Discussions in Geneva about the draft Human Rights Council resolution on Sri Lanka have included many views, and some new stories, about Brigadier General Shavendra Silva.
Since Silva’s 58th Division is in UN Secretary General Ban Ki-moon’s own Panel of Experts report, depicted engaged in war crimes, his participation in Ban’s Senior Advisory Group on Peacekeeping Operations was ruled inappropriate by the chairperson Ban named for the SAG, Louise Frechette.
But while Ban has routinely said he supports those he appoints, whether it’s Ibrahim Gambari in Sudan under fire for taking photos with indictees of the International Criminal Court or Alexander Downer erring in how to refer to Greek-Cypriots and the European Union, Ban has not stood behind Frechette’s decision.
When Inner City Press asked, the response from Ban’s office had been that while Ban "takes note of the decision" of Ms. Frechette, whether an alleged war criminal should advise the UN is "up to member states."
French Permanent Representative to the UN Gerard Araud, when asked by Inner City Press, defended Ban’s hands-off approach, saying that for Ban, "it was quite difficult to antagonize a regional group." He did not say, but could have: particularly the Asian Group.
By contrast, while the African Group repeatedly asked Ban to appoint a separate Special Adviser on Africa, Ban resisted, and finally to the consternation of many in the African Group appointed to the Africa post Maged Abdelaziz of Egypt.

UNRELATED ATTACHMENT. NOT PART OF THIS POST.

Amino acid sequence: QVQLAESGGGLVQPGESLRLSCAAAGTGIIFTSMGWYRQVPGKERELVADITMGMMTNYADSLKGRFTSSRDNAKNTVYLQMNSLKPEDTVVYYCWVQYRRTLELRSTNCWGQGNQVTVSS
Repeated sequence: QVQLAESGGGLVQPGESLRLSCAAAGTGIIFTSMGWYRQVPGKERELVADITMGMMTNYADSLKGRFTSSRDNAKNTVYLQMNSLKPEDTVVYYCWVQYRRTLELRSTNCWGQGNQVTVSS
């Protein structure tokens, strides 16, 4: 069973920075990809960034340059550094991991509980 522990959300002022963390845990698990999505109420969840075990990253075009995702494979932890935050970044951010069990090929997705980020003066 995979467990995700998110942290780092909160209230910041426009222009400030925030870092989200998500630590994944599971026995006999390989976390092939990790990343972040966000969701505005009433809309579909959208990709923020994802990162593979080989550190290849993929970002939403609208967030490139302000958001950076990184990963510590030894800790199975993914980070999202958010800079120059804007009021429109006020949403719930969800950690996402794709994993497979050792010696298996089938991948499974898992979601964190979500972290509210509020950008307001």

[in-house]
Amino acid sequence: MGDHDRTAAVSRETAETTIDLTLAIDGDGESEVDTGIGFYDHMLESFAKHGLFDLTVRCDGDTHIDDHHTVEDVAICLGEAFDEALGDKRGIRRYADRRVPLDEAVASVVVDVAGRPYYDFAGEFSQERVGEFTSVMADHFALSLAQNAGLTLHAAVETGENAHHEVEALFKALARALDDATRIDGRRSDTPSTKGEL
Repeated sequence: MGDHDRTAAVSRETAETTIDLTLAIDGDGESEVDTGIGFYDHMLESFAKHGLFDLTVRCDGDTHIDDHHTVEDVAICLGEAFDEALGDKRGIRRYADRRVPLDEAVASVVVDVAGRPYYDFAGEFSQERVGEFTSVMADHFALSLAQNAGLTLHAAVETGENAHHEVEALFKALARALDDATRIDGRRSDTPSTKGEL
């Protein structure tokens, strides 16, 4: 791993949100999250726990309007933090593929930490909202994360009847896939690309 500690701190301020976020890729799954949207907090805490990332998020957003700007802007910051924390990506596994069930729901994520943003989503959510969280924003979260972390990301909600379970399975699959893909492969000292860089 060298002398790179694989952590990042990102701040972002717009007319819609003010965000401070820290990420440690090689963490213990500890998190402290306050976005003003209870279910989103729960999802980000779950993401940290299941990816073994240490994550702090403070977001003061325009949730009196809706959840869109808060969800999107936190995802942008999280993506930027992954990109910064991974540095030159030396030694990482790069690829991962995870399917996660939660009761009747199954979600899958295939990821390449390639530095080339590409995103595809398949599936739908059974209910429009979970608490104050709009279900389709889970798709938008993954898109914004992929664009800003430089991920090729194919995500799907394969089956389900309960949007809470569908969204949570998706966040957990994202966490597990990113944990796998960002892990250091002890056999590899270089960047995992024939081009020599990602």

On March 12 Inner City Press asked Ban’s spokesman Martin Nesirky about a relatedly position some in the Group are saying could or should go a sub-Saharan African, without answer.
So Ban is willing to "antagonize," in Araud’s word, the African Group, but not the Asian Group. Ban previously was the foreign minister of South Korea, a member of the Asian Group.
Araud called Frechette’s decision "effective." But in fact, filling the vacuum left by Ban Ki-moon’s silence, Sri Lanka is arguing that Frechette acted without support and outside her mandate, and should herself be removed.
(Inner City Press has repeatedly been urged to report on Sri Lanka’s argument, and told that then Silva will take questions. We’ll see.)
The last person Ban removed after governmental complaint was his envoy Schulenberg from Sierra Leone, after President Koroma complained. That will be discussed in the Security Council, this month’s Council president Mark Lyall Grant told Inner City Press, on March 22.